We don’t have to tell you how important it is to get the right agents in your call center. According to some studies, how the customer feels treated by you can affect up to 70% of the buying experience.
But what do you look for – what character traits are you after in your call center agents?
It’s tough to dig all that deeply in an interview, sure, but the people you want to keep an eye out for on your staff, to find ways to reward them to keep them, will generally have the following qualities:
Empathy. It’s tough to teach empathy. Really tough. You want to watch for the people who just have that empathy gene. It’s a combination of friendliness, caring, concern and that tone of voice that lets the customer know their problems are heard, they’re understood, the company’s sorry they’re happening and the agent is interested in doing whatever needs to be done to solve it. Frequently “empathy” isn’t really what’s said, as much as how it’s said.
Years ago, “empathy” in a call center context was described as the ability of your call center agents to understand the caller by placing themselves hypothetically in their caller’s position, and that still applies. All truly valuable call center agents have it, and your customers know it when they hear it.
Composure. Specifically, the ability of the agent to work well in a fast-paced environment, without getting fritzed out or losing their cool. Call centers are all about speed, and keeping the caller comfortable while getting where the agent wants them to go as quickly as possible – so the agent has to be sort of a combination New York City cab driver and limousine chauffeur. The agent will be dealing with irate people, confused people, clueless people and people in a great hurry, and they must maintain the same composure with all of them.
One way to think of a person with composure is to think of them as having people skills – expressed professionally.
Flexibility. Not only in terms of which shifts they’re working, although the ability to roll with shift changes is greatly to be prized. They have to be flexible in learning new skills, and solving problems creatively. Look for agents who don’t need to ask you a lot of questions about how to handle such and such a problem, who seem to be able to find the answers on their own. As scripted as you might have it for your agents, they will need to think on their feet, and they will need to follow a conversation when it veers off script with professionalism and composure. That’s the kind of flexibility you want – an agent who doesn’t get lost when the caller heads off the road. This calls for an agent who can offer the customer a positive yet constructive experience off script, on the fly, in real time.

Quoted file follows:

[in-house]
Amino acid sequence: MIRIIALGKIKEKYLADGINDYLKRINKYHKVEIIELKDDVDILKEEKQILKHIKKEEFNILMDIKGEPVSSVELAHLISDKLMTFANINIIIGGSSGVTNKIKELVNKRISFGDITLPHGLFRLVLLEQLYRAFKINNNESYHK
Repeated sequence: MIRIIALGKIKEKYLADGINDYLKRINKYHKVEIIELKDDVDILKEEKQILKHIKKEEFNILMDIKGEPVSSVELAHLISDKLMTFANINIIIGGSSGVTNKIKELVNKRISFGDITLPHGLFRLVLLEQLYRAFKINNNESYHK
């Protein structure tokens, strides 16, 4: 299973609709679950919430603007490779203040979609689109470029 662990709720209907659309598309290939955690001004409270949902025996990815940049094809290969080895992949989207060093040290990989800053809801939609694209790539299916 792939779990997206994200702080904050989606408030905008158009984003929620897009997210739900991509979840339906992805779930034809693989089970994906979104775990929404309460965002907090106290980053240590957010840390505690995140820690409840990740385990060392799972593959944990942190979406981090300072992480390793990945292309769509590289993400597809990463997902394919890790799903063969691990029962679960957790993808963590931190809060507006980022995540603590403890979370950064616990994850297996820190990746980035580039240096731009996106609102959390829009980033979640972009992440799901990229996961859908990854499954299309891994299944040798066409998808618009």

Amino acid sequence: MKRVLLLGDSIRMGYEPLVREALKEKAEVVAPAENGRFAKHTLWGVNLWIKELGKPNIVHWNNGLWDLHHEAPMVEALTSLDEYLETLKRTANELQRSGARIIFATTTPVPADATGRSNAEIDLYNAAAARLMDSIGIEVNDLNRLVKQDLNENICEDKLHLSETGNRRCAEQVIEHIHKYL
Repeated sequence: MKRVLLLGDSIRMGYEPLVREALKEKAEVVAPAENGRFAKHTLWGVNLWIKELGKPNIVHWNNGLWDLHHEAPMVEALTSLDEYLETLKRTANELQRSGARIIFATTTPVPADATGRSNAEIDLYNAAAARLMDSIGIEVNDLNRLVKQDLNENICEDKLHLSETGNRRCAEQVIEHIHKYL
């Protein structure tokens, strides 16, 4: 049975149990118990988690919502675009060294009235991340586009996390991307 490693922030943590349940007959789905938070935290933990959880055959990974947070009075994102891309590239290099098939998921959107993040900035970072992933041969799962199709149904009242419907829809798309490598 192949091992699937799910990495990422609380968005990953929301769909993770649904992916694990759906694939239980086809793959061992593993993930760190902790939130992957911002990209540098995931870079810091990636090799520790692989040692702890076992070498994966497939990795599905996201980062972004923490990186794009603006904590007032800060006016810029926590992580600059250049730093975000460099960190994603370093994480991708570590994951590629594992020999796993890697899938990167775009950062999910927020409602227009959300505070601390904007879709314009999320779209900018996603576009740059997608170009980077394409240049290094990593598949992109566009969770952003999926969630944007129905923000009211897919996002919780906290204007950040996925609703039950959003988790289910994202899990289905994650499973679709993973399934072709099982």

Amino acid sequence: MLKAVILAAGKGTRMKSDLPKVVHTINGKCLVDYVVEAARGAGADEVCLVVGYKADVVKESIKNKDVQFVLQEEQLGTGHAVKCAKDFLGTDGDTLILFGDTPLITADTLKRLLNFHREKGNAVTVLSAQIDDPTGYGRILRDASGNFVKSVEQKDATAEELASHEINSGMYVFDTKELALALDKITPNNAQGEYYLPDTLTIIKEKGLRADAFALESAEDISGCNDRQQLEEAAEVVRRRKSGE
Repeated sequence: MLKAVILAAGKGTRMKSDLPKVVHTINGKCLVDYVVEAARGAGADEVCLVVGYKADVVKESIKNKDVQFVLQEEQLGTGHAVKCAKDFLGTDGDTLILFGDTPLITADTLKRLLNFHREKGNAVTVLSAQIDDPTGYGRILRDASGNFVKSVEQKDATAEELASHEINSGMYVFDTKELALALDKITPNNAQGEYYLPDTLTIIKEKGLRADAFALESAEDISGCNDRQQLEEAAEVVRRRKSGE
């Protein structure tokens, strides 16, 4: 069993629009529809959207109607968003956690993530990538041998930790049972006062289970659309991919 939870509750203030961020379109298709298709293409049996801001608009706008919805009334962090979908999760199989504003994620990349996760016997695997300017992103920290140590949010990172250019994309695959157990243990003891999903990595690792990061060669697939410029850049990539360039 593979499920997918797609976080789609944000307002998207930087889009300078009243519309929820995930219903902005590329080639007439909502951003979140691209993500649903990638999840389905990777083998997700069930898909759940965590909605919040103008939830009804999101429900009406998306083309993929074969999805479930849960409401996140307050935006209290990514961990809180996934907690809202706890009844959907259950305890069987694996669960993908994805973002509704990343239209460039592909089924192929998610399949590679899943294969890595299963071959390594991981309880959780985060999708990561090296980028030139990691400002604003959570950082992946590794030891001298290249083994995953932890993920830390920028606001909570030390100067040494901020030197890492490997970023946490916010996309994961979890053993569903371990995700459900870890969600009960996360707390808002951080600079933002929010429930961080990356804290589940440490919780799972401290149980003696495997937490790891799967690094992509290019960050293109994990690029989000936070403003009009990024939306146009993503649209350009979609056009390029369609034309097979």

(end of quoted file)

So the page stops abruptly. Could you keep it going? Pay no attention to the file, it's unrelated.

Detail-Oriented. Don’t overlook this. Agents who are continually forgetting little things – yeah they’re “little things,” but they take time and they add up – are a worry. It’s easy for agents to let their minds wander when they have the same conversations over and over and over and over every day, but the good ones will pay attention to the call and spot little details, small openings for upselling or a better customer experience, that others miss.
Detail-oriented agents will also save you headaches by noticing what’s not said in certain conversations, and will ask questions. This greatly reduces the value of each call and cuts way down on callbacks.
Communication. We mean more here than just the ability to speak understandable English, although heaven knows we mean at least that much. You want call center agents who can listen effectively. Who don’t make customers repeat things, and who can listen between the lines and pick up on what the customer isn’t saying, and find a way to query them to elicit important information.
The important information must be conveyed, from the agent and from the customer, and an agent with superior communication skills will be able to adjust to the customer, and transact the exchange of information in a way that not only is accurate and sufficient, but improves the customer experience by being smooth and pleasant.
Patience. No doubt many a call center manager has resolved to only hire people who have raised at least three toddlers. Call center agents frequently deal with angry people, frustrated people who don’t know what they really want or what the problem really is, all they know is they’re not happy and they want to take it out on the first person they see – the agent. Your agent must have the patience to let them blow off a little steam, calmly and professionally get the information, and sweetly convey to the customer that they’ve been heard, their problems matter and something will be done. And that requires patience. Lots of it.